An emergency fund is a certain amount of money kept in a separate savings account in case of emergencies such as job loss, a pandemic, or illness (if you don’t have medical insurance). Instead of trying to get a loan or using up your credit cards, you can run to your emergency fund. Ideally, if you have enough savings to cover 3-6 months of expenses, then you have an emergency fund.


3. Living Without A Budget

Living without a budget is one of the top financial mistakes affecting millions of Americans. Most people are too lazy to build a budget or they simply believe it’s unnecessary. However, budgeting is highly important in your personal finance. It’s the best way to create a plan for how you want to spend your money throughout the month.

There are so many things you have to spend your salary on. You could also have some money goals you want to reach. The easiest way to organize your monthly expenses and other financial commitments into a plan is by creating a working budget.

Take a pen and paper or open a spreadsheet on your PC and categorically list out all your fixed and variable expenses. Include your saving goals as well. Then find out if the total cost of your expenses is above your monthly take-home pay. This is how you start with a budget. But if you need a more comprehensive and explanatory guide, check out this post where I outline the 5 steps to budgeting your money.


4. Failing To Plan For Retirement

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Not having a retirement plan is one of the financial mistakes to avoid in your 30s. The reason for this is that you are expected to start planning for retirement as soon as you turn 30. If you have an average income, it would take at least 3 decades to create a secure financial life by the time you retire. Now, do the math. You can’t start planning for retirement when you’re 40 or 50. The best time to do this is in your 30s.

You should have at least a 401(k) where you make monthly contributions toward your future. If your cash flow increase, you can create safe investments that would serve as passive income streams by the time you become a senior citizen.


5. Postponing Your High-Interest Debt Payments

If you want to be able to reach your savings goals, this is one of the financial mistakes to avoid. Saving money is very difficult when you have an outstanding debt to pay off. You have to stop losing money every month to high-interest rates by paying off your multiple debts as early as possible. The longer you leave your debts unpaid, the more money you would have to pay eventually.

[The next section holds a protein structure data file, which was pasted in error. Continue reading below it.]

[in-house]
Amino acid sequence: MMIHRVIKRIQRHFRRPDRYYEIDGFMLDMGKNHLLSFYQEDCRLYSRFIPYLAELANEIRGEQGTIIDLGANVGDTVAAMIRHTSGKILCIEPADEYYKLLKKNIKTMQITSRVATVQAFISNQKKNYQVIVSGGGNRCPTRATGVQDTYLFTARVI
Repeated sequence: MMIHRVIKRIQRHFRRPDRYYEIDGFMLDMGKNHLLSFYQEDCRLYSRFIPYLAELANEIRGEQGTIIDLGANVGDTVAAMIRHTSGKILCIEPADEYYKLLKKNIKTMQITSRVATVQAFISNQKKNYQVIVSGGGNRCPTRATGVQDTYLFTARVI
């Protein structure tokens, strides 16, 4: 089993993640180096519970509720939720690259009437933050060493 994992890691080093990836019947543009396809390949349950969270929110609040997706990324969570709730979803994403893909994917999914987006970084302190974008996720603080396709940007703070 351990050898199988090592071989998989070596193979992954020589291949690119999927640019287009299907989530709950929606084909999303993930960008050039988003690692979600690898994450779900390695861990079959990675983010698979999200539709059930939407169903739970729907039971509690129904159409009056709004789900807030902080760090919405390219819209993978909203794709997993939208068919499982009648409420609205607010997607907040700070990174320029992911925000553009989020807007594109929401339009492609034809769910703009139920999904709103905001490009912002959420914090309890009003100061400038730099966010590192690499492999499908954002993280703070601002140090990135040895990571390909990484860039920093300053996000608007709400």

As much as it won’t be easy, you need to make a deliberate effort to clear the debt with the highest interest, and then the next one until you finish paying off what you owe. This strategy is known as the debt avalanche method. You can learn more about it by checking out this post.


6. Buying New Cars Without Planning

Millions of cars are purchased every year. But interestingly, only a few buyers can afford to pay for their cars in cash. Most people would rather resort to car loans. But by borrowing money to purchase a car, you are going to pay interest on a depreciating property. Even if you decide to trade the car eventually, you will definitely lose money. This is clearly one of the common financial mistakes you need to avoid.

Don’t be in a hurry to buy a new car. Sometimes, your old car just needs a little upgrade and polishing to make it road-worthy. If you are going to buy a car, do it when it’s comfortable. Make it a financial goal and plan toward it.


7. Not Having Good Insurance Coverage

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Failing to secure good insurance coverage is one of the biggest financial mistakes to avoid right now.

Your health, home, long-term care, and life need to be insured. Although it can be difficult to find the ideal type of insurance and the coverage you need, having no insurance is very unsafe. If you are hit with a big emergency expense, you could be completely helpless. I would advise that you review your insurance coverage annually. This will help you determine which policies you may or may not need.

For example, if you recently purchased a new and more expensive car, it’s important to re-evaluate your auto insurance. If you recently got married or gave birth to a child, you might want to take a second look at your health insurance. To prevent some form of financial disaster in the future, you need to have solid insurance coverage.


8. Not Paying Attention To Your Credit Scores

If you think monitoring your credit score is unimportant, then you’re making one of the biggest financial mistakes. Credit score can affect your financial life significantly. Whether you are borrowing money or buying/renting a new home, you need to present an impressive credit score to your lender.

People with bad credit scores find it very difficult to be eligible for loans. It’s important you avoid doing anything that would affect your credit score. Pay your debt on time. Don’t borrow more than what you can pay. If you are paying off student loans, take it seriously. These things add up eventually to determine what your credit score would look like.